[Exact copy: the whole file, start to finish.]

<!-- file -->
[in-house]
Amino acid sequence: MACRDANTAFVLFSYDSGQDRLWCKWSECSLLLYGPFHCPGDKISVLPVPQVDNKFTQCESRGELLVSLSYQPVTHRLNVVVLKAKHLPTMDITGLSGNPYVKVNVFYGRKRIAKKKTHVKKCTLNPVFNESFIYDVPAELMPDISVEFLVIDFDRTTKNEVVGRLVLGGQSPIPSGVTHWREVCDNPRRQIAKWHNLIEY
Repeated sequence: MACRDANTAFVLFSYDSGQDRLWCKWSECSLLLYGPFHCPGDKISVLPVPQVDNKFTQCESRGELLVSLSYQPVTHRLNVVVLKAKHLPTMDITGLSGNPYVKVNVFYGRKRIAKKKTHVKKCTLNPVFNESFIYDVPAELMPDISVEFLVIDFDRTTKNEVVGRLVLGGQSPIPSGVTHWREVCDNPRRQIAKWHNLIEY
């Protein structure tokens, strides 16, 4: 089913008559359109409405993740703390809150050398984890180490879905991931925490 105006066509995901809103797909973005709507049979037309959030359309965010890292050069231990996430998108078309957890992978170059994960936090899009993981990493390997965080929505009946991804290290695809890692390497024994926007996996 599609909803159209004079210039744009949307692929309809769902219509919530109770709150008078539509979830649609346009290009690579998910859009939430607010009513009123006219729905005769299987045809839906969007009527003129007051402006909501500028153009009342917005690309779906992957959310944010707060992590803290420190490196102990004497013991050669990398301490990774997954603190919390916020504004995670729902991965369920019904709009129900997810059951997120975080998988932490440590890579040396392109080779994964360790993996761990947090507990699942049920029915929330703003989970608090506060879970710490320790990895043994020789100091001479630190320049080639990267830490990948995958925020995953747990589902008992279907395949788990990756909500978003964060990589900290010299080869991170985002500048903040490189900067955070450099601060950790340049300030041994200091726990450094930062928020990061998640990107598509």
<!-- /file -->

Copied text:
[in-house]
Amino acid sequence: MACRDANTAFVLFSYDSGQDRLWCKWSECSLLLYGPFHCPGDKISVLPVPQVDNKFTQCESRGELLVSLSYQPVTHRLNVVVLKAKHLPTMDITGLSGNPYVKVNVFYGRKRIAKKKTHVKKCTLNPVFNESFIYDVPAELMPDISVEFLVIDFDRTTKNEVVGRLVLGGQSPIPSGVTHWREVCDNPRRQIAKWHNLIEY
Repeated sequence: MACRDANTAFVLFSYDSGQDRLWCKWSECSLLLYGPFHCPGDKISVLPVPQVDNKFTQCESRGELLVSLSYQPVTHRLNVVVLKAKHLPTMDITGLSGNPYVKVNVFYGRKRIAKKKTHVKKCTLNPVFNESFIYDVPAELMPDISVEFLVIDFDRTTKNEVVGRLVLGGQSPIPSGVTHWREVCDNPRRQIAKWHNLIEY
């Protein structure tokens, strides 16, 4: 089913008559359109409405993740703390809150050398984890180490879905991931925490 105006066509995901809103797909973005709507049979037309959030359309965010890292050069231990996430998108078309957890992978170059994960936090899009993981990493390997965080929505009946991804290290695809890692390497024994926007996996 599609909803159209004079210039744009949307692929309809769902219509919530109770709150008078539509979830649609346009290009690579998910859009939430607010009513009123006219729905005769299987045809839906969007009527003129007051402006909501500028153009009342917005690309779906992957959310944010707060992590803290420190490196102990004497013991050669990398301490990774997954603190919390916020504004995670729902991965369920019904709009129900997810059951997120975080998988932490440590890579040396392109080779994964360790993996761990947090507990699942049920029915929330703003989970608090506060879970710490320790990895043994020789100091001479630190320049080639990267830490990948995958925020995953747990589902008992279907395949788990990756909500978003964060990589900290010299080869991170985002500048903040490189900067955070450099601060950790340049300030041994200091726990450094930062928020990061998640990107598509």